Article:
Older trucks dodge curfew
VICTORIAN Transport Association boss Peter Anderson will continue to lobby state government to give Maribyrnong residents respite from the heavy vehicle traffic plying their streets.
The VTA CEO told Big Rigs he was extremely disappointed that VicRoads’ ‘bureaucrats’ had scuttled key street curfews proposed in the ground-breaking Smart Freight Partnership – Inner West initiative he devised along with the Maribyrnong Truck Action Group (MTAG).
But he said his door will always remain open on this issue and hopes that he can find a “harmonious” solution that will appease all parties.
“The partnership is over in its original context, but discussions have certainly not stopped around the fact that we have community amenities and economic productivity, and how do we harmonise the two,” Mr Anderson said.
“This wasn’t about reducing the number of trucks, or access; it was about better managing and improving the amenity for everyone.”
Under the new ground-breaking proposal, trucks that were more than a decade old, and did not have a low-emission Euro 5 engine or better, would have faced longer curfews, starting at 6pm (instead of 8pm) and ending the following day at 8am (instead of 6am).
This would have applied to an Environment Freight zone along Francis Street, Somerville Road and Williamstown Road in Yarraville and Moore and Buckley streets in Footscray.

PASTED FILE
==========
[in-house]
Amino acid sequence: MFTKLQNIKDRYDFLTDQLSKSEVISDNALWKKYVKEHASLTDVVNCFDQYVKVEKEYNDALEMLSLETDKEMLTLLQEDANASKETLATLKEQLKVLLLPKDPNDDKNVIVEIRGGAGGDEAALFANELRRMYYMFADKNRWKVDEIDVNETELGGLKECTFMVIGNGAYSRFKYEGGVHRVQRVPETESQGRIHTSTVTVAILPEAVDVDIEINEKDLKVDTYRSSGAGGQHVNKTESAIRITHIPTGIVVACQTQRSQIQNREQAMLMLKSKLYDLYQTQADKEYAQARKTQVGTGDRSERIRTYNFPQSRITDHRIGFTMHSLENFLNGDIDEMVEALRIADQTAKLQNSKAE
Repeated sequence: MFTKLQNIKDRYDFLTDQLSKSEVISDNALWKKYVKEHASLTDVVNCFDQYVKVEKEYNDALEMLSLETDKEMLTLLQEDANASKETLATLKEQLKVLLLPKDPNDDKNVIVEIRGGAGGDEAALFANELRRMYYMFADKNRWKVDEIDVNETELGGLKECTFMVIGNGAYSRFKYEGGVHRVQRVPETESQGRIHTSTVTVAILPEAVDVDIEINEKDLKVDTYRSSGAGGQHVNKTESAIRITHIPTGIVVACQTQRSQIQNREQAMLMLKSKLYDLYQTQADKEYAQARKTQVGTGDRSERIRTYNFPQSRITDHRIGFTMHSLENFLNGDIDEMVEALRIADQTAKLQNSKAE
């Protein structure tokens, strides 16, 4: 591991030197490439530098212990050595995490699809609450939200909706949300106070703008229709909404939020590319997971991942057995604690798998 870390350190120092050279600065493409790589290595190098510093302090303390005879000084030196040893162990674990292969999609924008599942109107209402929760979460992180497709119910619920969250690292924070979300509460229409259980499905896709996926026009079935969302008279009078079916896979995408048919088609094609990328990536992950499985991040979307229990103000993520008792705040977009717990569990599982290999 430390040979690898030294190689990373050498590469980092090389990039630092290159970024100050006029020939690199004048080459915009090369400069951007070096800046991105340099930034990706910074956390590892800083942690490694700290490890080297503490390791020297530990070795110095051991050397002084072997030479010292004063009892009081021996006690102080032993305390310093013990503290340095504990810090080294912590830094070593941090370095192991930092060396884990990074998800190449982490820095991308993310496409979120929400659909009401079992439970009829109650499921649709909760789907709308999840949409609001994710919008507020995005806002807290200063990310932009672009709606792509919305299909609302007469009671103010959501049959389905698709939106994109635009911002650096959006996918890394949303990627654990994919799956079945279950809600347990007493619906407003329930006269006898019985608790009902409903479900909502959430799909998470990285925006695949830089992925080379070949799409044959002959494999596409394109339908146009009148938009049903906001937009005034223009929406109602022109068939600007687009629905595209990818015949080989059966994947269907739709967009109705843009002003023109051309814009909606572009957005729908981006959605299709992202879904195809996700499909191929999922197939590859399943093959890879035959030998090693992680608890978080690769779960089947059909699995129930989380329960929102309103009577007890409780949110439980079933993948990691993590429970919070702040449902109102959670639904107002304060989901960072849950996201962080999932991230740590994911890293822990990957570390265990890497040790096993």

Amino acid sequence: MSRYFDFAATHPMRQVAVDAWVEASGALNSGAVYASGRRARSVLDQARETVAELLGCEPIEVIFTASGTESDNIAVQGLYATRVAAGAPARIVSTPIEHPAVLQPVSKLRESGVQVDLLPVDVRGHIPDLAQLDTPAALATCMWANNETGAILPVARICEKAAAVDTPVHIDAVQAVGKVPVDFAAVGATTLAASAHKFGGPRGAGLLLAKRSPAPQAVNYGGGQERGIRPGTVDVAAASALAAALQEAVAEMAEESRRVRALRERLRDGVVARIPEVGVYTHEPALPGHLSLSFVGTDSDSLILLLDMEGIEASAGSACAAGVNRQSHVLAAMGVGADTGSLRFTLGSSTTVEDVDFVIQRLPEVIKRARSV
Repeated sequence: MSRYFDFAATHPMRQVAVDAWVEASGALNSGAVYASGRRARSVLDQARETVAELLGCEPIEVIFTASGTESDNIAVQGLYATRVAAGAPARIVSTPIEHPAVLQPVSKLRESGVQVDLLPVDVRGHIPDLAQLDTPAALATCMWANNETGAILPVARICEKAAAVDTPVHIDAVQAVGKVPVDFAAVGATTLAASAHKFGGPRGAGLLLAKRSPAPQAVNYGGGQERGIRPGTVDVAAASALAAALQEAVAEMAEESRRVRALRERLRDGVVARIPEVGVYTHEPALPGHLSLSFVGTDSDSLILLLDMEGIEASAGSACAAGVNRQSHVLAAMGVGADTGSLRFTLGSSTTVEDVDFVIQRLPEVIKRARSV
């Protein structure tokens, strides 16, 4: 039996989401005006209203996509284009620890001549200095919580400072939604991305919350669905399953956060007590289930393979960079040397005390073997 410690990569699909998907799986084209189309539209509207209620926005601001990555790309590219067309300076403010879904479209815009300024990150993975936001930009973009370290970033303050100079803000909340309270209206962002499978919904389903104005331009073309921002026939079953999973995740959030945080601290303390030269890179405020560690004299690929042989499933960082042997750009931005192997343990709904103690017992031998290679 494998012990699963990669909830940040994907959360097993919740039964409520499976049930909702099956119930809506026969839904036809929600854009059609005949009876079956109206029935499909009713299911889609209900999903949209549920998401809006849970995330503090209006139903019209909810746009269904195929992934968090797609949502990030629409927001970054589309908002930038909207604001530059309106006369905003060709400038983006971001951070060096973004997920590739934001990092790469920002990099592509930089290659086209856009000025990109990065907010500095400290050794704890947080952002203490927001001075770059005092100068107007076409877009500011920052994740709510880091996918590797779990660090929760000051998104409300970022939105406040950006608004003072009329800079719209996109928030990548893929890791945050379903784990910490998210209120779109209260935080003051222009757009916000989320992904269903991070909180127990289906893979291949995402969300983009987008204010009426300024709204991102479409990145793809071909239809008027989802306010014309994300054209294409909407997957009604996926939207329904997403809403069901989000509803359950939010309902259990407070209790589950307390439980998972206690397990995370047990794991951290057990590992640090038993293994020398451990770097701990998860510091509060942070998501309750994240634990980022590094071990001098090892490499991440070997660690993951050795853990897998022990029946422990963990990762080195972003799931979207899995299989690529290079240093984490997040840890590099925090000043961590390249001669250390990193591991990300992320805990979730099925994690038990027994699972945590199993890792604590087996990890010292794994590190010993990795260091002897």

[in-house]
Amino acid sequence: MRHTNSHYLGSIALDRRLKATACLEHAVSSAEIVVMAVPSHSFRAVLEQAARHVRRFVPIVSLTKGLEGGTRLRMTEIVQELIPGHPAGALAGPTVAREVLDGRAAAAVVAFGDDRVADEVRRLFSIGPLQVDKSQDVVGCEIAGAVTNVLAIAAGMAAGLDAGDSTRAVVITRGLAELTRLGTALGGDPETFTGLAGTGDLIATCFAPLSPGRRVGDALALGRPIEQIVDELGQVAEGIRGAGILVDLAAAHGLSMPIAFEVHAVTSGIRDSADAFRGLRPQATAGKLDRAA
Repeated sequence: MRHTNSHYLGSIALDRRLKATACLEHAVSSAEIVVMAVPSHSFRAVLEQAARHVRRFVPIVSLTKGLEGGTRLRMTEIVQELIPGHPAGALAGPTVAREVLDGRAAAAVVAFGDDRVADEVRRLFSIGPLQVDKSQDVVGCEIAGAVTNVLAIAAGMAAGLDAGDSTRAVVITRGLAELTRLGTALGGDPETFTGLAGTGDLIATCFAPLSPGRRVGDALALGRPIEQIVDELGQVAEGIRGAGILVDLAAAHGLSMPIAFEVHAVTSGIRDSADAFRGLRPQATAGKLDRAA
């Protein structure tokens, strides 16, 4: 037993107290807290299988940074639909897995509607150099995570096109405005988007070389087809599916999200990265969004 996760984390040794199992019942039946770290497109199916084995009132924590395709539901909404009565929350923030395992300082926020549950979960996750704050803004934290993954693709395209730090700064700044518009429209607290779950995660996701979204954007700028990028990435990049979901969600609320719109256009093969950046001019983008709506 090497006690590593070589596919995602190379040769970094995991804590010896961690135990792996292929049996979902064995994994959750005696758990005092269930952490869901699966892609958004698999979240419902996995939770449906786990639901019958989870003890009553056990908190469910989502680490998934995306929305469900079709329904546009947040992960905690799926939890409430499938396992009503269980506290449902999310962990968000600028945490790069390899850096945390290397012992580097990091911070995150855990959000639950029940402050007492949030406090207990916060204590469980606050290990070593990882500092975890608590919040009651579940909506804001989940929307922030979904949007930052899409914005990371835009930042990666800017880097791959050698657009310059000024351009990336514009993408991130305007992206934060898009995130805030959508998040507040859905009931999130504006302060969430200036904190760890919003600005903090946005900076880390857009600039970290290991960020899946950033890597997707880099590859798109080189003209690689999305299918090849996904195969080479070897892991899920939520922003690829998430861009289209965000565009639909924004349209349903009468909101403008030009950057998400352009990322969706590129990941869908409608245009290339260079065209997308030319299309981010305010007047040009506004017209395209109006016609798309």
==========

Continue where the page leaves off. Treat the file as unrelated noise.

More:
Euro 5-rated trucks would have received an extra three hours a day on these roads.
“This was an exercise in bringing the community and industry together and it’s disappointing that the people who could have made the difference, the bureaucrats couldn’t see it, couldn’t understand it and didn’t follow through,” Mr Anderson said.
VicRoads did not respond to our request for an explanation for their abrupt u-turn on the proposal before deadline for this issue.
A disappointed MTAG secretary Martin Wurt told Big Rigs that a resumption of protest blockades along the affected streets is now likely.
“What else can we do after 20 years of campaigning?” Mr Wurt said.
“It’s environmental injustice what we actually confront here with eight million trucks a year running through the city of Maribyrnong.
“These are residential streets, they shouldn’t be used as a freight route for the largest container port in the land.”
Meanwhile, figures obtained under Freedom of Information show two cameras set up to catch out trucks on Hyde St, Yarraville, recorded hundreds of truckies breaking curfew.
Operators can be fined $165 on the spot if caught.
“The West Gate Tunnel has been pitched as another silver bullet solution, but if the government has failed to reduce the number of trucks on our streets using their cameras, how can residents be sure this will be any different?” Victorian Greens MP Sam Hibbins told the Herald Sun.